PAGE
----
Cost data for an intervention being evaluated should be collected using the “ingredients method”, described in detail by Levin and McEwan in their 2001 book Cost-effectiveness analysis: methods and applications. The goal of the ingredients method is to determine all resources required to implement an intervention, including all personnel, facilities, equipment and materials.
In order to conduct a cost-effectiveness analysis to compare the productivity of different programs with the same goals, it is necessary to collect data on both the costs and effectiveness of the educational interventions being compared, as well as for the “business-as-usual” conditions. Effectiveness data may be obtainable from existing evaluation reports, or you may be designing your own impact study to collect this data yourself. Once you have determined the costs of a program using the ingredients method, you can combine the cost data with the available effectiveness data to calculate a cost-effectiveness ratio for the intervention.
To facilitate the collection of cost data and the execution of cost and cost-effectiveness analyses, CBCSE has developed the CBCSE Cost Tool Kit, which iscurrently in alpha version. It includes spreadsheets that allow the user to list all ingredients required for an intervention being evaluated and, if necessary, to make adjustments for inflation, geographical location, and time of investment. A User Manual includes an example cost analysis to illustrate use of the Cost Tool Kit. ADatabase of Educational Resource Prices provides national prices for the most common ingredients used in educational interventions. An Amortization Calculator can be used to spread the costs of certain items such as facilities and equipment over expected life-time use, and a Wage Converter allows translation of annual salaries into hourly rates or vice versa.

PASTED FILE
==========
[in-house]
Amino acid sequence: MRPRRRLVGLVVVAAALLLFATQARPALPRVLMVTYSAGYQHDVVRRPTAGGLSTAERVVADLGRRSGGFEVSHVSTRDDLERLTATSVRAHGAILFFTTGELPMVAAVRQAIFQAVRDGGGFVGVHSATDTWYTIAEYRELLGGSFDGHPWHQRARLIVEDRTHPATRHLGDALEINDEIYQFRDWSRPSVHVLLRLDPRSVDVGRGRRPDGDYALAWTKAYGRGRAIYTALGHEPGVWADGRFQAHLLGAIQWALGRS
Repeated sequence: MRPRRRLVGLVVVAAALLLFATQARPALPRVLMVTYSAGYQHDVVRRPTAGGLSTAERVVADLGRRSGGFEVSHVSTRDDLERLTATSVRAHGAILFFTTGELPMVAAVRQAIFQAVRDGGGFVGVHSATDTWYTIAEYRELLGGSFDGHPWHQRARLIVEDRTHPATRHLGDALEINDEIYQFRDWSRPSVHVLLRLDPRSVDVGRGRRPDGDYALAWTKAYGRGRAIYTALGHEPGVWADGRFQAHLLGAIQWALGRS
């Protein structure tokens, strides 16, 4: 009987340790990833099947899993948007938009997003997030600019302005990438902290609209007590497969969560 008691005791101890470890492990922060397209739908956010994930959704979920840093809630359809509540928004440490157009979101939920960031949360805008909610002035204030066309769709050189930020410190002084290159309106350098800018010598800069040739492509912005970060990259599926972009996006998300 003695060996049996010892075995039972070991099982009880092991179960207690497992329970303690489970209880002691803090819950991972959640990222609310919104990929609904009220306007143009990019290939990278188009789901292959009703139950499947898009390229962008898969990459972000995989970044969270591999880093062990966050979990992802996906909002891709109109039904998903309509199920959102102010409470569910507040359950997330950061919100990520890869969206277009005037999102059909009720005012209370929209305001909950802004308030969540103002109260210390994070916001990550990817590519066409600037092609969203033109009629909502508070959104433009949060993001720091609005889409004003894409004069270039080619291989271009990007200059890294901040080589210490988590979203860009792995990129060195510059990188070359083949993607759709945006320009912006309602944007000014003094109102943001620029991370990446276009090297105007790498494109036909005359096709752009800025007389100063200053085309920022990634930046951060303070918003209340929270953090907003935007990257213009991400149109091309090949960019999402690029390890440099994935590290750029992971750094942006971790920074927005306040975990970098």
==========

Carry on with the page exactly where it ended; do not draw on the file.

If you would like to pilot the alpha version of the Cost Tool Kit and provide us with feedback, please contact us at email@example.com. We will ask you to review and sign the Tool Kit License Agreement, available for download below, before we send you the full set of resources.
With a grant from the U.S. Department of Education, Institute for Education Sciences (Award #R305U130001),CBCSE is improving the current version of the Cost Tool Kit to make it more accessible for education practitioners, policy makers and researchers to use when allocating educational resources or researching the costs or cost-effectiveness of educational programs.
Download Database of Educational Resource Prices
Download Tool Kit License Agreement